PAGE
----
When I think about George W. Bush as a leader, my mind turns first and foremost not to the dramatic public successes and failures of his two terms but to a quick closed-door exchange in 2005 that I will never forget. 

I was working for Bush then, as a member of his domestic-policy staff, and among the issues in my portfolio was the embryonic-stem-cell debate, which was then heating up again. The House would soon pass a bill overturning Bush’s funding policy, and we knew that the Senate would ultimately do the same and force the president to decide whether to veto this controversial but popular move. At the end of an Oval Office meeting on another subject, my boss (the president’s domestic-policy adviser at the time, Claude Allen) asked Bush if he wanted a memo and meeting laying out options for how to handle the bill, or if he had already decided he would issue an unequivocal veto threat and just wanted to discuss how best to arrange that process and any publicity around it.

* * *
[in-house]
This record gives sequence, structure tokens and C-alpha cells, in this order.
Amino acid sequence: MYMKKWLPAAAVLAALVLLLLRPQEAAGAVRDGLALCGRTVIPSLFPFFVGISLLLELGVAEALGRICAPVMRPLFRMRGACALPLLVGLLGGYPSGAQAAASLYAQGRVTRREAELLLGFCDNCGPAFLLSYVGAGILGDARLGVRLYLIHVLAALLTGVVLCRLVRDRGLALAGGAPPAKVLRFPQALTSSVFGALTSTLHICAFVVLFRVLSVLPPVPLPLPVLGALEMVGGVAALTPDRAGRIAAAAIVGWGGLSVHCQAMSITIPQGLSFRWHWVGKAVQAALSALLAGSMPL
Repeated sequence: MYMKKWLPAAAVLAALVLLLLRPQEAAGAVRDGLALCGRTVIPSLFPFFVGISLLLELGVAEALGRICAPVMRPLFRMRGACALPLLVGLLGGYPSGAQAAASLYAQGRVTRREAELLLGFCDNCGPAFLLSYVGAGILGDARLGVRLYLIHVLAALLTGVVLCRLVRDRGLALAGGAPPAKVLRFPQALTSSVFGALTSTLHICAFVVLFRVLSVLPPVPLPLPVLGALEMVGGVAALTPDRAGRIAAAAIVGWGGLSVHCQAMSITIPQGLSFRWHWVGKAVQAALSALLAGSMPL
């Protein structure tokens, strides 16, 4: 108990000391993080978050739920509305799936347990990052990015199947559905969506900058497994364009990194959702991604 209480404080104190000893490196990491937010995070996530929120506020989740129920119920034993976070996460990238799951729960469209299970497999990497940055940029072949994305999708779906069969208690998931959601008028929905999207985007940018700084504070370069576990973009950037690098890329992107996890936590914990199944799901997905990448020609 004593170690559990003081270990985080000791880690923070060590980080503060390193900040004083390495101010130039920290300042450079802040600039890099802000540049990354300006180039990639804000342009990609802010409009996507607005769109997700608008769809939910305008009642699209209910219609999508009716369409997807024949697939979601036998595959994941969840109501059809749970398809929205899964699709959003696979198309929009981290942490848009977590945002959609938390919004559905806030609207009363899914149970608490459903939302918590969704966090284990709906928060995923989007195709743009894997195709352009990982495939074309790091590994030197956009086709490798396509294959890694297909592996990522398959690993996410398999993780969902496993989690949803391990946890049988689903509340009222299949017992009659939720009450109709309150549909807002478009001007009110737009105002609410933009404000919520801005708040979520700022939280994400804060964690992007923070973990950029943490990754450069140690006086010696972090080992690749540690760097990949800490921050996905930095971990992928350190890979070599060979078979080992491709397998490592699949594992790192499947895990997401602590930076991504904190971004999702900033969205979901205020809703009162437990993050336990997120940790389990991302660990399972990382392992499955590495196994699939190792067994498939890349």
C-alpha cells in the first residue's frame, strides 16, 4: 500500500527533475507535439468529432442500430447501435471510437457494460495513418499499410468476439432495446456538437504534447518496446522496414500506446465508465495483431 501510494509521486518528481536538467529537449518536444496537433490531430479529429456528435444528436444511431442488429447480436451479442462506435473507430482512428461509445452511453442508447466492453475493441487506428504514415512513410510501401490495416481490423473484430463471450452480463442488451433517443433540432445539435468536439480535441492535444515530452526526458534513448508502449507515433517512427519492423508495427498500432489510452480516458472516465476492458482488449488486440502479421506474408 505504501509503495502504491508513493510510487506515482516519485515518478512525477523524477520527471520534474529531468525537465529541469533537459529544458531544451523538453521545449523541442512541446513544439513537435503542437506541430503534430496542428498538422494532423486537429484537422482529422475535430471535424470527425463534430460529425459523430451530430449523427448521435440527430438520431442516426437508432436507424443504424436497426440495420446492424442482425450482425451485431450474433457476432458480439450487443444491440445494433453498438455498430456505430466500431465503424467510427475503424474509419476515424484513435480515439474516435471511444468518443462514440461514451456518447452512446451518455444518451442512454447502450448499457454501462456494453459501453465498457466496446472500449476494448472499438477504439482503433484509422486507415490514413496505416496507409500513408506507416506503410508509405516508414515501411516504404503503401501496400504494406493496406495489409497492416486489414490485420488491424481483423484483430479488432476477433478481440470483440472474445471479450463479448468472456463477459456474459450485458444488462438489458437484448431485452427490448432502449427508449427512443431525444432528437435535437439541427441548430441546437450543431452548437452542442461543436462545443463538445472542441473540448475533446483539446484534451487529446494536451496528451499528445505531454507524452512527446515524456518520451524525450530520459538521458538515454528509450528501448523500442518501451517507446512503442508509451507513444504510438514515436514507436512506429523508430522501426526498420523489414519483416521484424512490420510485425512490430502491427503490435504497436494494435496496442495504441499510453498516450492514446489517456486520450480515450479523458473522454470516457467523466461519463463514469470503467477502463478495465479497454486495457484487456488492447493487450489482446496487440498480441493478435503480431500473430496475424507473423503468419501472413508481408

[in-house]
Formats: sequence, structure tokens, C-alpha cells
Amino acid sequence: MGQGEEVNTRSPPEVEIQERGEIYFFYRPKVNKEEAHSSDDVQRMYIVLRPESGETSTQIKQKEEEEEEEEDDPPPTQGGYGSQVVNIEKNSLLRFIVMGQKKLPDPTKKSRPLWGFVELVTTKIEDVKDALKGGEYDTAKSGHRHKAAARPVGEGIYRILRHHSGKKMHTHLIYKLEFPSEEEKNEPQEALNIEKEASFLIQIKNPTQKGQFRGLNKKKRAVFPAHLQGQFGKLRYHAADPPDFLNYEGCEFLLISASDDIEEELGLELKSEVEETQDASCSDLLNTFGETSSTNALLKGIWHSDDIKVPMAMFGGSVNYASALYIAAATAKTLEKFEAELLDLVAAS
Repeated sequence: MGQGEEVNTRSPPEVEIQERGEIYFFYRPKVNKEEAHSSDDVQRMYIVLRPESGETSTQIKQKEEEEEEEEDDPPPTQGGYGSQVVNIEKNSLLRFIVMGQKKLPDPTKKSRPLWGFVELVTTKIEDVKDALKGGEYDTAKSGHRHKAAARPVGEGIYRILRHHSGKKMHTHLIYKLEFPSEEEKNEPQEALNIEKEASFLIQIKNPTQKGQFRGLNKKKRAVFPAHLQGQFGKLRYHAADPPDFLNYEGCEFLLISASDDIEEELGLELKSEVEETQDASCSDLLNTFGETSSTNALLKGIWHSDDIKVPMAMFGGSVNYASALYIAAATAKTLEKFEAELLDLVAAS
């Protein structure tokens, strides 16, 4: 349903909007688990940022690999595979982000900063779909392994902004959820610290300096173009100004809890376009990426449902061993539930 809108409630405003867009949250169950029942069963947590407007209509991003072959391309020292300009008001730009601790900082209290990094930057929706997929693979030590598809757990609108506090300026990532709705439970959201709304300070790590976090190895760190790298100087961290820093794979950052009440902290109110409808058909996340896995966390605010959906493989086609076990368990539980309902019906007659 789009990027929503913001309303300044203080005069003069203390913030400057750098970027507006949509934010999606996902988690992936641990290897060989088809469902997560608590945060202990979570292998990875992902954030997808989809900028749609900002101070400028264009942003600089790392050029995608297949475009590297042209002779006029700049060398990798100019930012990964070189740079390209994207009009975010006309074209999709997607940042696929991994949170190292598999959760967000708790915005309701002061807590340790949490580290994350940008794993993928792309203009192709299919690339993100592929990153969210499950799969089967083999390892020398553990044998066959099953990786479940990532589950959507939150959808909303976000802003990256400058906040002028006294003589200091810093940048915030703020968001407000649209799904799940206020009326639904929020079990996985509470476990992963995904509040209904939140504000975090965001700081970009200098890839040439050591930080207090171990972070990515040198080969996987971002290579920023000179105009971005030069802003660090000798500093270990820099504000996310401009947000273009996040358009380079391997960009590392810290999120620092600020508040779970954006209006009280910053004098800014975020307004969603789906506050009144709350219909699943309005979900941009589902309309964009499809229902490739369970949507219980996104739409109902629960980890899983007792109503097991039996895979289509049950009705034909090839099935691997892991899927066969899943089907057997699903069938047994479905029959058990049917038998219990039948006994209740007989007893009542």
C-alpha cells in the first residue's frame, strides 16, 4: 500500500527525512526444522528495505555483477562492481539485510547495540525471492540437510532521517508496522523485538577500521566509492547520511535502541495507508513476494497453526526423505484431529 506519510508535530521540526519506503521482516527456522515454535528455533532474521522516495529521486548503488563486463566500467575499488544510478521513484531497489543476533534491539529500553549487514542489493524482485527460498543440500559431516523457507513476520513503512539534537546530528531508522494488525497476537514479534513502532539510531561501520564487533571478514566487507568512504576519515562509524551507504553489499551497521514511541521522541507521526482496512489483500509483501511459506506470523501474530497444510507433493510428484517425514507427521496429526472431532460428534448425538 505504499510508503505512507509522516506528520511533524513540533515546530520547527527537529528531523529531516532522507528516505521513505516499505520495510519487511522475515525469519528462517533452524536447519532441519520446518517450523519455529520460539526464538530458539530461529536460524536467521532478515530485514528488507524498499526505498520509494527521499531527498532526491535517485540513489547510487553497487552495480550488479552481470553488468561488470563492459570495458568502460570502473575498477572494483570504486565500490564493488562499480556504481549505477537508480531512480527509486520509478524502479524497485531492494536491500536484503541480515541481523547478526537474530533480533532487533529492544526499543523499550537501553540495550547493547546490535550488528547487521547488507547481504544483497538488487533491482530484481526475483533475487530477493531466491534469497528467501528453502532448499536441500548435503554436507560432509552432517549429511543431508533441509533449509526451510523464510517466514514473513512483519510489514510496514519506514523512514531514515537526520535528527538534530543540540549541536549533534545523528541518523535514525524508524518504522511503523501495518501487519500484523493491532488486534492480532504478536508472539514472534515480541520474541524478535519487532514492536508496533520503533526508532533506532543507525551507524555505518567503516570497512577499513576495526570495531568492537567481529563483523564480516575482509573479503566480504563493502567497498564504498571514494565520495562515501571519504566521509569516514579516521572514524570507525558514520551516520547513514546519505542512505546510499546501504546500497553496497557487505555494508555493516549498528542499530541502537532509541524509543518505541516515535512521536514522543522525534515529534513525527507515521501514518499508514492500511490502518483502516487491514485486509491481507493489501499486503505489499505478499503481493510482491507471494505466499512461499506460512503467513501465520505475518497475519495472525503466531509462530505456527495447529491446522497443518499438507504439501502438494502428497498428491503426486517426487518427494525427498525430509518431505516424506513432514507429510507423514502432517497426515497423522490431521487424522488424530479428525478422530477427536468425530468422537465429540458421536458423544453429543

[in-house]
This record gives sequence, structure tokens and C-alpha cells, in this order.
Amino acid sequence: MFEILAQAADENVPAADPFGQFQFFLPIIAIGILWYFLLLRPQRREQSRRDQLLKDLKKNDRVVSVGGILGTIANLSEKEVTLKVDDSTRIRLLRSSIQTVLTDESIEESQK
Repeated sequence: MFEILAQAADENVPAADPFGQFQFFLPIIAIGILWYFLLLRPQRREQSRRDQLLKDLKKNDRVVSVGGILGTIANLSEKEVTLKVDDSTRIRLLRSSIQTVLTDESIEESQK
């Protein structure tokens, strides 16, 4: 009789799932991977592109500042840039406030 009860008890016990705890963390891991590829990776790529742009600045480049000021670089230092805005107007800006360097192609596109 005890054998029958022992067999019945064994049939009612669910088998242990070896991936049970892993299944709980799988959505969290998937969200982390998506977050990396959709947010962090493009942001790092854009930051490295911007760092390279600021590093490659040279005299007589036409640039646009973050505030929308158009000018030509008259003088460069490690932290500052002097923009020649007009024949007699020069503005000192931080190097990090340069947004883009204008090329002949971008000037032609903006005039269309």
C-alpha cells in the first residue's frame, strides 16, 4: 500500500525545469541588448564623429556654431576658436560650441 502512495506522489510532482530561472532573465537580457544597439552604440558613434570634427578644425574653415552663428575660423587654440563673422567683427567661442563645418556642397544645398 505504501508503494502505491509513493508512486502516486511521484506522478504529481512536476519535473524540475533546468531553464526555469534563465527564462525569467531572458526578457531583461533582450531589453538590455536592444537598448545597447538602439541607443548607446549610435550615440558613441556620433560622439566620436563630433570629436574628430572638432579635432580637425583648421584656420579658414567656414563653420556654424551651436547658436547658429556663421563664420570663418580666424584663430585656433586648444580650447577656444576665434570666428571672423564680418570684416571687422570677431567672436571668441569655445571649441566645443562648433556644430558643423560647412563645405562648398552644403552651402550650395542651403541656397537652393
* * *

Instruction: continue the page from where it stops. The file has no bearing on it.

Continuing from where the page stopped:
The president looked at Allen for a moment and said: “You’re asking am I going to sign or veto it?” And after a brief pause in which Allen nodded, he said: “Are all men still created equal?” 

It was perfectly clear to us all what he meant. His position was a matter of principle, the basic principle of human equality at the heart of the pro-life cause, and he was not about to change it. None of us was surprised that he would veto the bill, but the nature of the answer really caught me off guard. It was Bush at his plainest and most serious, saying some issues really weren’t about politics for him. It was a lesson in leadership.

 Yuval Levin is editor of National Affairs and Hertog Fellow at the Ethics and Public Policy Center. He was a member of the White House domestic-policy staff under President Bush and executive director of the President’s Council on Bioethics.



Those last weeks of official summer in 2001 were unforgettable, for very different reasons. The remarkable stem-cell compromise President Bush announced drew an important line in the sand — and he held back those who wanted to rush into embryonic-stem-cell research and even cloning, a push that had become a shameless and merciless snake-oil campaign for all too many politicians.

As September 11 of that year came all too soon, the president’s faith and resolve were a comfort, drawing people deeper into a real, consoling, challenging faith, one that our nation was built to rely on.